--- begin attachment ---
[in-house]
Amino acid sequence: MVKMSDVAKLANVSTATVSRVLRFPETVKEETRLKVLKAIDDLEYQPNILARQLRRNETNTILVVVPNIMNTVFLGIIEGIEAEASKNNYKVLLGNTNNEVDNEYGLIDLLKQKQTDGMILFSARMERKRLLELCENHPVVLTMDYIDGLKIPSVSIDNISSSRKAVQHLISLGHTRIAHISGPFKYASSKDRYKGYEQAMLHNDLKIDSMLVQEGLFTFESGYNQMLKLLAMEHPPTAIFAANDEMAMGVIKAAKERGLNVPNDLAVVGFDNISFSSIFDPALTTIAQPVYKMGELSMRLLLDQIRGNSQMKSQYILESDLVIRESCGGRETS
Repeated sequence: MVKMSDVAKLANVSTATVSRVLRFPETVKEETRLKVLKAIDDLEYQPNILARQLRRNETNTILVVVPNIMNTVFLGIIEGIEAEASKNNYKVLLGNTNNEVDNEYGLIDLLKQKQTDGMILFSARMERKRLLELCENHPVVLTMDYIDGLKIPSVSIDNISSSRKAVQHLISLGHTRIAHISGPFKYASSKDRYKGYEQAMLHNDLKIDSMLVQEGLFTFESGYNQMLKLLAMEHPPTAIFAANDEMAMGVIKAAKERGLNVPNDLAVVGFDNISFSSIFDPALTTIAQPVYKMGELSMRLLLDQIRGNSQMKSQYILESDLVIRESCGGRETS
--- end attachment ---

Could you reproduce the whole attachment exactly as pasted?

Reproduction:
[in-house]
Amino acid sequence: MVKMSDVAKLANVSTATVSRVLRFPETVKEETRLKVLKAIDDLEYQPNILARQLRRNETNTILVVVPNIMNTVFLGIIEGIEAEASKNNYKVLLGNTNNEVDNEYGLIDLLKQKQTDGMILFSARMERKRLLELCENHPVVLTMDYIDGLKIPSVSIDNISSSRKAVQHLISLGHTRIAHISGPFKYASSKDRYKGYEQAMLHNDLKIDSMLVQEGLFTFESGYNQMLKLLAMEHPPTAIFAANDEMAMGVIKAAKERGLNVPNDLAVVGFDNISFSSIFDPALTTIAQPVYKMGELSMRLLLDQIRGNSQMKSQYILESDLVIRESCGGRETS
Repeated sequence: MVKMSDVAKLANVSTATVSRVLRFPETVKEETRLKVLKAIDDLEYQPNILARQLRRNETNTILVVVPNIMNTVFLGIIEGIEAEASKNNYKVLLGNTNNEVDNEYGLIDLLKQKQTDGMILFSARMERKRLLELCENHPVVLTMDYIDGLKIPSVSIDNISSSRKAVQHLISLGHTRIAHISGPFKYASSKDRYKGYEQAMLHNDLKIDSMLVQEGLFTFESGYNQMLKLLAMEHPPTAIFAANDEMAMGVIKAAKERGLNVPNDLAVVGFDNISFSSIFDPALTTIAQPVYKMGELSMRLLLDQIRGNSQMKSQYILESDLVIRESCGGRETS